It’s easy to understand why Aruba is known as The Happy Island. It’s silky white sand beaches include Eagle Beach, consistently rated as one of the world’s best, it’s a cultural melting pot with international cuisine, it has some of the best scuba diving in the Caribbean, and that’s just for starters.
Aruba is located below the hurricane belt, which means more sunny days and less danger of being caught in a storm. That also has helped make the island a favorite destination for weddings and honeymoons, and for family vacations.
I’m a scuba diver, drawn here by some of the best wreck diving in the Caribbean, and at shallow depths comfortable even for the novice diver. The most famous wreck is the Antilla, a WWII German freighter, which was scuttled off Eagle Beach.
She sank at an angle. One end is at about 55 feet, but the other end is so close to the surface that you’ll be sharing the space with snorkelers and “snuba” divers. There also are plenty of shore dives, which let me walk across the beach into the water and the coral reefs just offshore. No dive boat needed. Don’t we love that.
Outdoor lovers will appreciate Arikok National Park, the Casibari and Ayo Rock formations and Indian caves. Anybody who has ever gotten a sunburn will learn something at the Aruba Aloe Factory. History lovers will appreciate touring the Bushiribana gold mill, Numismatic Museum and new, state-of-the-art Archeology Museum in downtown Oranjestad.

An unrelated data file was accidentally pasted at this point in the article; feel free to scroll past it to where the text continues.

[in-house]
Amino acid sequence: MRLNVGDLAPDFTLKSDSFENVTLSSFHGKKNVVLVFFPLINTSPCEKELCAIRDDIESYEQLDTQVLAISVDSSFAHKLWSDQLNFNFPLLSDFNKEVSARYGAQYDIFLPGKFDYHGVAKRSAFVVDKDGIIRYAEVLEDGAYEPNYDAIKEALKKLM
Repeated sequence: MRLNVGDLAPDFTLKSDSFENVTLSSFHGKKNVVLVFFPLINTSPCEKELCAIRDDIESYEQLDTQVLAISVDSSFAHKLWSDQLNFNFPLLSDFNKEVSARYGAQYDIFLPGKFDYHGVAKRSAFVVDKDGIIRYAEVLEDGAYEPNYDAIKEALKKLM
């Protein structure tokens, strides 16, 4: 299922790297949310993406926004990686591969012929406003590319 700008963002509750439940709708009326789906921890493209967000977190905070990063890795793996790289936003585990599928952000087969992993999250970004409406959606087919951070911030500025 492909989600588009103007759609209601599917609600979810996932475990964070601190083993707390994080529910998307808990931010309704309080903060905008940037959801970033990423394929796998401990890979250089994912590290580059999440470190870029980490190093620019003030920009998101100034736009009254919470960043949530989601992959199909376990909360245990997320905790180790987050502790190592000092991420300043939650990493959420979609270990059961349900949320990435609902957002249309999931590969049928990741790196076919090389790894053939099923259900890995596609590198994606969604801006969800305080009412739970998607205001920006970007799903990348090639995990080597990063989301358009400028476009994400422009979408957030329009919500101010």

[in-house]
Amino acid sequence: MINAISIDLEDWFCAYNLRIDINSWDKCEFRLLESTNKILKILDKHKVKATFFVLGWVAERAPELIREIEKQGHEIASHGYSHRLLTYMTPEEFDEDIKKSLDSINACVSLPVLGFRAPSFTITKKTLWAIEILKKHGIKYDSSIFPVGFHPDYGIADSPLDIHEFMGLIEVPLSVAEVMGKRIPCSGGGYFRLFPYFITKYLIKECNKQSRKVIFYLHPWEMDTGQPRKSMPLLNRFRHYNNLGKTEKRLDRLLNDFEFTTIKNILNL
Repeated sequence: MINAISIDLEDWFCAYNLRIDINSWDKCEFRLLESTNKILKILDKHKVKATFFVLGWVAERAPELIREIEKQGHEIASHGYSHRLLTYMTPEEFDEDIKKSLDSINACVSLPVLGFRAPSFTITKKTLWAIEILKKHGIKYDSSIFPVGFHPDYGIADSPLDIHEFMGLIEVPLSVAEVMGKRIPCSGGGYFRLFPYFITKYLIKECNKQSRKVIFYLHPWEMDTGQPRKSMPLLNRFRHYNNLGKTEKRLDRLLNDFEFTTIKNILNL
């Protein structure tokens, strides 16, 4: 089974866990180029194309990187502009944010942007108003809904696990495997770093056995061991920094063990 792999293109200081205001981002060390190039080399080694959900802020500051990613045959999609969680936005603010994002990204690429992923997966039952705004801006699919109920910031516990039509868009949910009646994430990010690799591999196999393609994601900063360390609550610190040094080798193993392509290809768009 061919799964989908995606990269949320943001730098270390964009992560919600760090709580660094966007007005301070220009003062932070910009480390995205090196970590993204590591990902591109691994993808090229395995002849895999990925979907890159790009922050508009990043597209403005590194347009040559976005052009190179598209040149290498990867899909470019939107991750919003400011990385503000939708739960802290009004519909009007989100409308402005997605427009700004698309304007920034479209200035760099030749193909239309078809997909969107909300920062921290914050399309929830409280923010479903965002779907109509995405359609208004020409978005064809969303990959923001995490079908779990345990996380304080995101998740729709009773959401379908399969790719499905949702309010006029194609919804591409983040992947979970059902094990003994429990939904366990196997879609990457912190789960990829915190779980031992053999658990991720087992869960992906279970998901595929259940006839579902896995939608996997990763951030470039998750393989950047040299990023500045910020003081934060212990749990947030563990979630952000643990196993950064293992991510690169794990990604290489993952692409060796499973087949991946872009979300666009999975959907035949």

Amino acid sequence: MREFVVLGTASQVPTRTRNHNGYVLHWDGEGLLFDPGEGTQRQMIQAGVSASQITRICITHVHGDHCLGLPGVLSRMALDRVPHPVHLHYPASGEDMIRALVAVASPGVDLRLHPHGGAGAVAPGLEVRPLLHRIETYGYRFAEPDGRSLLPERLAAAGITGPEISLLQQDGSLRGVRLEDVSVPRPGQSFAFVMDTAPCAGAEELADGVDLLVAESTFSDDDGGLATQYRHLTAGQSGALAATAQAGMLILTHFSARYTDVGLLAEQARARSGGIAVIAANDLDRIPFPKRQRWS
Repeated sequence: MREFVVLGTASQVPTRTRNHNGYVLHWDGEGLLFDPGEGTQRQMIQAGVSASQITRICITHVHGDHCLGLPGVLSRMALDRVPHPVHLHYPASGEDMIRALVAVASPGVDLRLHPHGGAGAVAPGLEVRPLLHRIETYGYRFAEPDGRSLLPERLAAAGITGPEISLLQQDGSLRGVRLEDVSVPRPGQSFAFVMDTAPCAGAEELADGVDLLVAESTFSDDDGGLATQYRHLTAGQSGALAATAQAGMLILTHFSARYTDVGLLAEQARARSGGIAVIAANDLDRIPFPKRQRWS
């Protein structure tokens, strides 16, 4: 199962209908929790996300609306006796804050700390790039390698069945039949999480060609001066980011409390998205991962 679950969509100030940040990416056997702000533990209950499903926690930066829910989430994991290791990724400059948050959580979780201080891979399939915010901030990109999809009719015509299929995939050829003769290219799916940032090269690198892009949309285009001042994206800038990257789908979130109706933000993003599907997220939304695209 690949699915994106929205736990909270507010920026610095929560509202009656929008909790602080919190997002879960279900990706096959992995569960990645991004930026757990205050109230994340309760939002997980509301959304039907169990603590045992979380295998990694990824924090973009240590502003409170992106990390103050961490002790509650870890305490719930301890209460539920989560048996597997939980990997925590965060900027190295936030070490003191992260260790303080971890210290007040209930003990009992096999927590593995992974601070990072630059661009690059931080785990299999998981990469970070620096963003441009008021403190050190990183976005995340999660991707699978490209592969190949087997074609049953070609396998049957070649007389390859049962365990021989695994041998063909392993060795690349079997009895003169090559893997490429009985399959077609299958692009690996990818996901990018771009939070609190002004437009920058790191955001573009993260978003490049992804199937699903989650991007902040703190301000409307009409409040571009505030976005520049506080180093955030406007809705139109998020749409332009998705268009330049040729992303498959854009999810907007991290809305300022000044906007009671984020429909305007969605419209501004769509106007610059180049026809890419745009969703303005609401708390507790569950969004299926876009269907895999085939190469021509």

Both the capital city and hotels and resorts serve up world-class restaurants that reflect Aruba’s cosmopolitan and international influences, including Portuguese, German, Greek, French, and, of course, Dutch and Flemish.
Aruba also has a strong “green” heritage and focus, and is in the forefront of what some of us call the Green Revolution. Conservation efforts protect natural habitats, nearly 20% of Aruba’s electricity is generated by wind turbines, and there are solar parks dotting the island. If all goes according to plan, by 2020, Aruba will be the first country in the world to be entirely free of fossil fuels. Yes!
Already, Aruba has one of the few resorts in all of the Caribbean to be certified by Green Globe. Click here to read my recent ecoXplorer review of the Bucuti Beach Resort.
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This is a Sponsored post written by me on behalf of Aruba Tourism Authority for SocialSpark. All opinions are 100% mine.
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